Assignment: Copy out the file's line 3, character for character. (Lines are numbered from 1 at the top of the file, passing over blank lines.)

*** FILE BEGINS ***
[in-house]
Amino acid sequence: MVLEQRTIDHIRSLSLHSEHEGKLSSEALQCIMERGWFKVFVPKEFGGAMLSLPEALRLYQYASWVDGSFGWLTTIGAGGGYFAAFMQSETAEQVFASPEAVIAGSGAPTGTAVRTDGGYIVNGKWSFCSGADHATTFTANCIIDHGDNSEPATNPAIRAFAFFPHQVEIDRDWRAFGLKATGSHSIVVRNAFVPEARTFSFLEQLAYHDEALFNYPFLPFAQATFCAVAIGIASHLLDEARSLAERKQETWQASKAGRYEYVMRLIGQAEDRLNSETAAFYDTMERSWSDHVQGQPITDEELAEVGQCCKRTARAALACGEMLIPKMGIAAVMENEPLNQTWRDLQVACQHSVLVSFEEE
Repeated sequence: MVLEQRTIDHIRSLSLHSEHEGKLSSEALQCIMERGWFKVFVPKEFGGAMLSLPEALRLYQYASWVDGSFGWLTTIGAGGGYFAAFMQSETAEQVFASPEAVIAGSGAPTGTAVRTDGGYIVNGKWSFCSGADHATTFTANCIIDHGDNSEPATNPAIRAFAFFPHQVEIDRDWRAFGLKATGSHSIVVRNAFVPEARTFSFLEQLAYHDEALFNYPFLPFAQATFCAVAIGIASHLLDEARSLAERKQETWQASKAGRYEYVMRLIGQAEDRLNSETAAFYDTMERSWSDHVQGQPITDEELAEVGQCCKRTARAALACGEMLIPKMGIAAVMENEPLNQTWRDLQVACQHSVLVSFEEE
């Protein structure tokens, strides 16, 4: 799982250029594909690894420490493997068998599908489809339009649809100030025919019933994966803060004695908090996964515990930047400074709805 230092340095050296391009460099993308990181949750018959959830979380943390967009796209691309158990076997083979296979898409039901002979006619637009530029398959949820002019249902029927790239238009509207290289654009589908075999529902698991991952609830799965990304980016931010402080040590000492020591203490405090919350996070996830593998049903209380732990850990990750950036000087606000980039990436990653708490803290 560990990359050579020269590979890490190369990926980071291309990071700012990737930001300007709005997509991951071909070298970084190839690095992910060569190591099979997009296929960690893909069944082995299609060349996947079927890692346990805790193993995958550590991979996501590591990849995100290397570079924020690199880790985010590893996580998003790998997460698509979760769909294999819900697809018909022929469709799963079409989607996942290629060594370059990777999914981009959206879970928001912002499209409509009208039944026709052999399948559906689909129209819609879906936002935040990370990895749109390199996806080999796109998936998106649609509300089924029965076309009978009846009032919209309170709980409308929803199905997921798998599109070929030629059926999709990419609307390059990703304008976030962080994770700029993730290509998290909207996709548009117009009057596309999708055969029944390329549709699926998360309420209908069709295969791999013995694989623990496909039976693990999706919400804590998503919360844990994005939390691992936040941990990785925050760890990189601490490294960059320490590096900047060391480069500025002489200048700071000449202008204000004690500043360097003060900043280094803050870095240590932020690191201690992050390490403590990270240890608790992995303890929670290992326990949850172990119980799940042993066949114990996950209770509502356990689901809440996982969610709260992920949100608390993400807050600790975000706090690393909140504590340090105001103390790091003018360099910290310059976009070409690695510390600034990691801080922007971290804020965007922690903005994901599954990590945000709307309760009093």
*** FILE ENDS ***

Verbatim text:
Repeated sequence: MVLEQRTIDHIRSLSLHSEHEGKLSSEALQCIMERGWFKVFVPKEFGGAMLSLPEALRLYQYASWVDGSFGWLTTIGAGGGYFAAFMQSETAEQVFASPEAVIAGSGAPTGTAVRTDGGYIVNGKWSFCSGADHATTFTANCIIDHGDNSEPATNPAIRAFAFFPHQVEIDRDWRAFGLKATGSHSIVVRNAFVPEARTFSFLEQLAYHDEALFNYPFLPFAQATFCAVAIGIASHLLDEARSLAERKQETWQASKAGRYEYVMRLIGQAEDRLNSETAAFYDTMERSWSDHVQGQPITDEELAEVGQCCKRTARAALACGEMLIPKMGIAAVMENEPLNQTWRDLQVACQHSVLVSFEEE